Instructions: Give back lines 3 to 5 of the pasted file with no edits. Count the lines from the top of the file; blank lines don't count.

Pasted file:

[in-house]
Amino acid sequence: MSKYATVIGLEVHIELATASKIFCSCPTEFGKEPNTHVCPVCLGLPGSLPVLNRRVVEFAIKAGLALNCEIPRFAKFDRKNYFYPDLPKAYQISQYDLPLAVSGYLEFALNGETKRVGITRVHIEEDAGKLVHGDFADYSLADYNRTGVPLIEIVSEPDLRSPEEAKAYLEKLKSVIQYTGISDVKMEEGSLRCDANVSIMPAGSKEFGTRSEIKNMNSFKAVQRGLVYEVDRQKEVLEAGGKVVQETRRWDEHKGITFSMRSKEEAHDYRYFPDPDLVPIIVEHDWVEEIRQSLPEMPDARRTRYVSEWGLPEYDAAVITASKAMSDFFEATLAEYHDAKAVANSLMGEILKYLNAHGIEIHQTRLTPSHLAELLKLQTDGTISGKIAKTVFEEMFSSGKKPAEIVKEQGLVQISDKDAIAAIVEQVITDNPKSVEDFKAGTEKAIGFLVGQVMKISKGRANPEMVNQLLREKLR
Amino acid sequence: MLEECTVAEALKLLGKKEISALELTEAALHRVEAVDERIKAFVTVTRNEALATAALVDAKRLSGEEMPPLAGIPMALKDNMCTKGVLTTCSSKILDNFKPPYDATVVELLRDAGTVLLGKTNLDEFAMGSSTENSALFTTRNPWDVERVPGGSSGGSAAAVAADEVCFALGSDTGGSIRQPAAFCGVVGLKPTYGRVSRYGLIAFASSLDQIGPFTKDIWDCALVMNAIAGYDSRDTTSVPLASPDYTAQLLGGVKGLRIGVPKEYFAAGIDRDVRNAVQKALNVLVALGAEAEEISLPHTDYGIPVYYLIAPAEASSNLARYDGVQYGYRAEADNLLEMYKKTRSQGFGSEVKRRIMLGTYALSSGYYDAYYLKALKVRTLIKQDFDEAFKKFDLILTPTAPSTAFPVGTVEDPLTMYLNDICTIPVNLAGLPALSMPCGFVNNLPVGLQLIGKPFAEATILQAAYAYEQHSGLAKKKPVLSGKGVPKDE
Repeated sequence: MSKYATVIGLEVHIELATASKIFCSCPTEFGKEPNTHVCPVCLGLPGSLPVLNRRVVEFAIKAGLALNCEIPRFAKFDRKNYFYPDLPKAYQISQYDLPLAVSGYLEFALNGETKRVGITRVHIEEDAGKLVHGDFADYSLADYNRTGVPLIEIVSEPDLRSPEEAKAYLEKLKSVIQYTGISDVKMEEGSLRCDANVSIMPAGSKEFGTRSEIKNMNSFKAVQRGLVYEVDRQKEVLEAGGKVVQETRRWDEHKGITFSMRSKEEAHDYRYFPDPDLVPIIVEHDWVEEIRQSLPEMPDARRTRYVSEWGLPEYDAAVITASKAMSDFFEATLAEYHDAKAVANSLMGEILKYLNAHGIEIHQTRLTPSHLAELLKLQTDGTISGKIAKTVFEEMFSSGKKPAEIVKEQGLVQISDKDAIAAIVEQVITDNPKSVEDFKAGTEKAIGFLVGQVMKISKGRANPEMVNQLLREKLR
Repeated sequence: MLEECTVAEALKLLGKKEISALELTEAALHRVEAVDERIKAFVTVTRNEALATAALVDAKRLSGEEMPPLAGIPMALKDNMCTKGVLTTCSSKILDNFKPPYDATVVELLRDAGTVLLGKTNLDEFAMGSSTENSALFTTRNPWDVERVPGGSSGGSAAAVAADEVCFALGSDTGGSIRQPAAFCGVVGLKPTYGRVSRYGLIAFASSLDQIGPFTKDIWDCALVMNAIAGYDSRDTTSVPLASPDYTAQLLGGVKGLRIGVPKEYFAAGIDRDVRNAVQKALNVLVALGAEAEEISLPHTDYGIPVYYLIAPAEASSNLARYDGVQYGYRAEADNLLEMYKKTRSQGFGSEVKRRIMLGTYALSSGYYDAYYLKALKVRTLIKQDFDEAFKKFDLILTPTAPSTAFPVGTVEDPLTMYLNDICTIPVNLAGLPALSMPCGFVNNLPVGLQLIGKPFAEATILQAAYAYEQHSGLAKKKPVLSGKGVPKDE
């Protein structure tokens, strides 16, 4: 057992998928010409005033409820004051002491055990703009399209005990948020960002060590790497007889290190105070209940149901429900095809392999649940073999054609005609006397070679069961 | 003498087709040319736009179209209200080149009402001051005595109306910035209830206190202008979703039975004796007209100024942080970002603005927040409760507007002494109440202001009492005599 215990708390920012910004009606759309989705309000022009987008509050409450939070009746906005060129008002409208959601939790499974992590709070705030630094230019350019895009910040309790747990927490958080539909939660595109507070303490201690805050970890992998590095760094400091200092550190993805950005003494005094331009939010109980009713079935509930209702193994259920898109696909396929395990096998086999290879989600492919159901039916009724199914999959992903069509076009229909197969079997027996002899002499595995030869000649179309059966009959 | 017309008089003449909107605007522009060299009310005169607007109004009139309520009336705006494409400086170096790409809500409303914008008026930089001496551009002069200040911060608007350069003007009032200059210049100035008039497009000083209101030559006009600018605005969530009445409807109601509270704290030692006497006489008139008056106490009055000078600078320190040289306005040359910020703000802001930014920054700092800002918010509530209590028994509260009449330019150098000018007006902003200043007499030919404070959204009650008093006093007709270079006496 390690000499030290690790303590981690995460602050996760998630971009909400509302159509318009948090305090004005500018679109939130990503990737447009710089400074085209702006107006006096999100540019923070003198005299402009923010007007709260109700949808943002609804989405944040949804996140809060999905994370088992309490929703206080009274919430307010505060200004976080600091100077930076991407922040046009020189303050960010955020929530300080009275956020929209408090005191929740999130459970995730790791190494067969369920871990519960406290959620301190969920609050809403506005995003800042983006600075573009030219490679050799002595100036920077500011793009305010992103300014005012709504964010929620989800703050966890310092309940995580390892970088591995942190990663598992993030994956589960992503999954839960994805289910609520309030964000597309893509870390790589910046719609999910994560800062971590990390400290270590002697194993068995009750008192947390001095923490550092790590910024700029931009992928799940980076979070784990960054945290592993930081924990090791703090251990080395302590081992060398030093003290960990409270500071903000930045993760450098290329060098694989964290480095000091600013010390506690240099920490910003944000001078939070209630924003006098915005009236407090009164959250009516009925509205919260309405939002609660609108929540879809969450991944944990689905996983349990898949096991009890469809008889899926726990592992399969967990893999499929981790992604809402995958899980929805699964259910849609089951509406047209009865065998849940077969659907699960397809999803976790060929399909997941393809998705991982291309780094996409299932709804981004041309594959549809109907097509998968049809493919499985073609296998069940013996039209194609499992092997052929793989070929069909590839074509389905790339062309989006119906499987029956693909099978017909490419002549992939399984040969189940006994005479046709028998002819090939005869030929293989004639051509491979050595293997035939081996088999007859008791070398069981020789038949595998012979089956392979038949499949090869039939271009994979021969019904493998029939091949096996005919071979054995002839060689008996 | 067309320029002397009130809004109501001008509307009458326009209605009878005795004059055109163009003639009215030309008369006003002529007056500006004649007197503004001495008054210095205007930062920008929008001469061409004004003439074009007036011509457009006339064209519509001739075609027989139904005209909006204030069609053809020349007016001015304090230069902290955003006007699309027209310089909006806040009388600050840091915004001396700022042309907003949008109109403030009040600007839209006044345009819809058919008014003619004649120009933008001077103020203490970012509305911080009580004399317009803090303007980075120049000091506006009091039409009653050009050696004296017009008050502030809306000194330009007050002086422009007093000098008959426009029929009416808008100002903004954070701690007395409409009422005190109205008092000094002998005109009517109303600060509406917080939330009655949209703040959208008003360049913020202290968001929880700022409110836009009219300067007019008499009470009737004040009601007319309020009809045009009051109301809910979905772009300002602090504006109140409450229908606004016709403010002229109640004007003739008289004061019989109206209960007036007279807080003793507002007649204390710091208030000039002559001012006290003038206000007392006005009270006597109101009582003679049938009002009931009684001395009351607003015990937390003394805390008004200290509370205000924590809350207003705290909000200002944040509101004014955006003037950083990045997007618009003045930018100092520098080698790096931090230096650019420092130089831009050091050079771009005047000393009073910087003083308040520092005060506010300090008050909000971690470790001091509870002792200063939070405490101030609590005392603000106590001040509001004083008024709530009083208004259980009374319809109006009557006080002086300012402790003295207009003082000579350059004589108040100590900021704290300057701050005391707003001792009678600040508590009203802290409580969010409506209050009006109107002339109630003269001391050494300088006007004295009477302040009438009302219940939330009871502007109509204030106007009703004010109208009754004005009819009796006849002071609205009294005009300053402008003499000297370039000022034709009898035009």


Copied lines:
Amino acid sequence: MLEECTVAEALKLLGKKEISALELTEAALHRVEAVDERIKAFVTVTRNEALATAALVDAKRLSGEEMPPLAGIPMALKDNMCTKGVLTTCSSKILDNFKPPYDATVVELLRDAGTVLLGKTNLDEFAMGSSTENSALFTTRNPWDVERVPGGSSGGSAAAVAADEVCFALGSDTGGSIRQPAAFCGVVGLKPTYGRVSRYGLIAFASSLDQIGPFTKDIWDCALVMNAIAGYDSRDTTSVPLASPDYTAQLLGGVKGLRIGVPKEYFAAGIDRDVRNAVQKALNVLVALGAEAEEISLPHTDYGIPVYYLIAPAEASSNLARYDGVQYGYRAEADNLLEMYKKTRSQGFGSEVKRRIMLGTYALSSGYYDAYYLKALKVRTLIKQDFDEAFKKFDLILTPTAPSTAFPVGTVEDPLTMYLNDICTIPVNLAGLPALSMPCGFVNNLPVGLQLIGKPFAEATILQAAYAYEQHSGLAKKKPVLSGKGVPKDE
Repeated sequence: MSKYATVIGLEVHIELATASKIFCSCPTEFGKEPNTHVCPVCLGLPGSLPVLNRRVVEFAIKAGLALNCEIPRFAKFDRKNYFYPDLPKAYQISQYDLPLAVSGYLEFALNGETKRVGITRVHIEEDAGKLVHGDFADYSLADYNRTGVPLIEIVSEPDLRSPEEAKAYLEKLKSVIQYTGISDVKMEEGSLRCDANVSIMPAGSKEFGTRSEIKNMNSFKAVQRGLVYEVDRQKEVLEAGGKVVQETRRWDEHKGITFSMRSKEEAHDYRYFPDPDLVPIIVEHDWVEEIRQSLPEMPDARRTRYVSEWGLPEYDAAVITASKAMSDFFEATLAEYHDAKAVANSLMGEILKYLNAHGIEIHQTRLTPSHLAELLKLQTDGTISGKIAKTVFEEMFSSGKKPAEIVKEQGLVQISDKDAIAAIVEQVITDNPKSVEDFKAGTEKAIGFLVGQVMKISKGRANPEMVNQLLREKLR
Repeated sequence: MLEECTVAEALKLLGKKEISALELTEAALHRVEAVDERIKAFVTVTRNEALATAALVDAKRLSGEEMPPLAGIPMALKDNMCTKGVLTTCSSKILDNFKPPYDATVVELLRDAGTVLLGKTNLDEFAMGSSTENSALFTTRNPWDVERVPGGSSGGSAAAVAADEVCFALGSDTGGSIRQPAAFCGVVGLKPTYGRVSRYGLIAFASSLDQIGPFTKDIWDCALVMNAIAGYDSRDTTSVPLASPDYTAQLLGGVKGLRIGVPKEYFAAGIDRDVRNAVQKALNVLVALGAEAEEISLPHTDYGIPVYYLIAPAEASSNLARYDGVQYGYRAEADNLLEMYKKTRSQGFGSEVKRRIMLGTYALSSGYYDAYYLKALKVRTLIKQDFDEAFKKFDLILTPTAPSTAFPVGTVEDPLTMYLNDICTIPVNLAGLPALSMPCGFVNNLPVGLQLIGKPFAEATILQAAYAYEQHSGLAKKKPVLSGKGVPKDE